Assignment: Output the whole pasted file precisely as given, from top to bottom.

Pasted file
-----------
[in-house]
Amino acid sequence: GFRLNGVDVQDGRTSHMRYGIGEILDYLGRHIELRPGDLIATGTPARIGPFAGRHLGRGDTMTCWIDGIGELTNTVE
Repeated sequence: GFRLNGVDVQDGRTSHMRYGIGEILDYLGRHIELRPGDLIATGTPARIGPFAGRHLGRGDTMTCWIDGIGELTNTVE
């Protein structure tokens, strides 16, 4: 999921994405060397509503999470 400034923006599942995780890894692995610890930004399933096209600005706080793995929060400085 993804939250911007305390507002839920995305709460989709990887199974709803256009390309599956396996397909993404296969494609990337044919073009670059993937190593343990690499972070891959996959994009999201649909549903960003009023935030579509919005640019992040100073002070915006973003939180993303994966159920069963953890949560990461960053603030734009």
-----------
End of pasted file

[in-house]
Amino acid sequence: GFRLNGVDVQDGRTSHMRYGIGEILDYLGRHIELRPGDLIATGTPARIGPFAGRHLGRGDTMTCWIDGIGELTNTVE
Repeated sequence: GFRLNGVDVQDGRTSHMRYGIGEILDYLGRHIELRPGDLIATGTPARIGPFAGRHLGRGDTMTCWIDGIGELTNTVE
């Protein structure tokens, strides 16, 4: 999921994405060397509503999470 400034923006599942995780890894692995610890930004399933096209600005706080793995929060400085 993804939250911007305390507002839920995305709460989709990887199974709803256009390309599956396996397909993404296969494609990337044919073009670059993937190593343990690499972070891959996959994009999201649909549903960003009023935030579509919005640019992040100073002070915006973003939180993303994966159920069963953890949560990461960053603030734009």